Comparative biology of pheromonal communication

For those who are interested in the science of human pheromones, which includes cross-species comparisons, the reviews in this special issue may be important.

Journal of Comparative Physiology A: Neuroethology, Sensory, Neural, and Behavioral Physiology

Volume 196, Number 10 / October 2010

Special Issue: Comparative biology of pheromonal communication in vertebrates

683-684 Editorial Matthieu Keller

685-700 Review Pheromones and signature mixtures: defining species-wide signals and variable cues for identity in both invertebrates and vertebrates Tristram D. Wyatt

701-711 Review Understanding behavioral responses of fish to pheromones in natural freshwater environments Nicholas S. Johnson and Weiming Li

713-727 Review Pheromonal communication in amphibians Sarah K. Woodley

729-749 Review Social behavior and pheromonal communication in reptiles Robert T. Mason and M. Rockwell Parker

751-766 Review Pheromones in birds: myth or reality? Samuel P. Caro and Jacques Balthazart

767-777 Review The rodent accessory olfactory system Carla Mucignat-Caretta

779-790 Review A pheromone to behave, a pheromone to learn: the rabbit mammary pheromone Gérard Coureaud, Rachel Charra, Frédérique Datiche, Charlotte Sinding and Thierry Thomas-Danguin, et al.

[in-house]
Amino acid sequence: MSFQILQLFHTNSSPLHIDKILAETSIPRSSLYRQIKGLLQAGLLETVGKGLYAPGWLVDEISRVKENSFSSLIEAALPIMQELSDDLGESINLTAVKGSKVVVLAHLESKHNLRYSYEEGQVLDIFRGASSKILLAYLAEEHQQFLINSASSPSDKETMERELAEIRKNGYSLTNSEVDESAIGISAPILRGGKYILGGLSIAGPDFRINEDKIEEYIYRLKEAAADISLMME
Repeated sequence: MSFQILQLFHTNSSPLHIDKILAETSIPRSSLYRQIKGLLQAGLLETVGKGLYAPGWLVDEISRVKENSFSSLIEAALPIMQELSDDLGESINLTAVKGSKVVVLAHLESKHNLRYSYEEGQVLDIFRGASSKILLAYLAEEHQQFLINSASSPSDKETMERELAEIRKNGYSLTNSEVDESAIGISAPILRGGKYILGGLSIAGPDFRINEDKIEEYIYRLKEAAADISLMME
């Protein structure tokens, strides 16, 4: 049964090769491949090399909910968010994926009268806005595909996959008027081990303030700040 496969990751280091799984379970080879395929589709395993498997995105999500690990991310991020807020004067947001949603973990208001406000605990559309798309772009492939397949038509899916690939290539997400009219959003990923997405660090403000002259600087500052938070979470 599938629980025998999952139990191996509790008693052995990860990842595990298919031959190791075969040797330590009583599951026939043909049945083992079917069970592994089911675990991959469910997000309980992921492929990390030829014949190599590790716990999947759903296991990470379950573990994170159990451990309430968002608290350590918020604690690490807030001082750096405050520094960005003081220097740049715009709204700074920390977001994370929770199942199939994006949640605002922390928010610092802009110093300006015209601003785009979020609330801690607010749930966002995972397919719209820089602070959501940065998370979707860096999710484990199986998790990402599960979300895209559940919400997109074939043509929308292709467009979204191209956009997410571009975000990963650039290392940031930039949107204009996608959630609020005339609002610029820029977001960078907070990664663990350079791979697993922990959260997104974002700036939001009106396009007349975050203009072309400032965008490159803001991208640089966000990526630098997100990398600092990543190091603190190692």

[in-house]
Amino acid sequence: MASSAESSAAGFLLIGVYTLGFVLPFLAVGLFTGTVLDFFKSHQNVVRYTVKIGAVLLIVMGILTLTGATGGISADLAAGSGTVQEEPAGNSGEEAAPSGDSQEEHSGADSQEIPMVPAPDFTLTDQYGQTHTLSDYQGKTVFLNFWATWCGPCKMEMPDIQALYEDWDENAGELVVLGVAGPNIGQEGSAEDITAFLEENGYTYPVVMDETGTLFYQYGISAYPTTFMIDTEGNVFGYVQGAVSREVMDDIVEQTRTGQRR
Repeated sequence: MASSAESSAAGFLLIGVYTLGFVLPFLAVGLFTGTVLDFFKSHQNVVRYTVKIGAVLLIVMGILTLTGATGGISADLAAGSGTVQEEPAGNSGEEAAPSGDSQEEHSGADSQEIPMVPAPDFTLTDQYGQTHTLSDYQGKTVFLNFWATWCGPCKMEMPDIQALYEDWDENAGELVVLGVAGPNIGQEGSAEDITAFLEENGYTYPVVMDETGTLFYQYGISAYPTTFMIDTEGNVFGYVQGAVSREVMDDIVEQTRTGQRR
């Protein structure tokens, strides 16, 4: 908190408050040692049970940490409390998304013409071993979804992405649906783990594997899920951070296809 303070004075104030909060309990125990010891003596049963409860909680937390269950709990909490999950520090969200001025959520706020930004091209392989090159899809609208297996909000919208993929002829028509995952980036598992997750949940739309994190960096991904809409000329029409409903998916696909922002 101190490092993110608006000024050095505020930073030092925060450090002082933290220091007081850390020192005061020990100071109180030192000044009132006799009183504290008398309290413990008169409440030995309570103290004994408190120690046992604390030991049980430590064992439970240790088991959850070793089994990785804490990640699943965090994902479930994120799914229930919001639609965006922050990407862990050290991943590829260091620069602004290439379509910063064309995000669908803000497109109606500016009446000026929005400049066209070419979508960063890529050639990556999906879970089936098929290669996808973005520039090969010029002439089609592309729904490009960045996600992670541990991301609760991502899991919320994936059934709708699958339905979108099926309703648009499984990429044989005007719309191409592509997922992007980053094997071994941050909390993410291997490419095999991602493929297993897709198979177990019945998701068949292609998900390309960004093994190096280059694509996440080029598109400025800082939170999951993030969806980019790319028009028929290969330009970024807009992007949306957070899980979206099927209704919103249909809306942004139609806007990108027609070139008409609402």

Author: jim

1 thought on “Comparative biology of pheromonal communication

  1. A new neuronal target of primer pheromones in the control of reproductive function in mammals

    Abstract: Pheromones are known to trigger either short-term behavioral responses, usually referred to as “releaser effects”, or more long-term physiological changes, known as “primer effects”, which especially affect reproductive function at the level of the gonadotrope axis. The precise mechanisms through which pheromones interact with the gonadotrope axis in the hypothalamus is not fully known. We propose that the neuropeptide Kisspeptin, could be a specific target of primer pheromones, allowing these pheromones to modulate the gonadotrope axis and GnRH activity. This emerging hypothesis is discussed in the context of puberty acceleration in female mice and the male effect in female ungulates (sheep or goat). These examples have been chosen to illustrate the diversity of the reproductive contexts in mammals and potential mechanisms affected by primer effects at the level of the gonadotrope axis.

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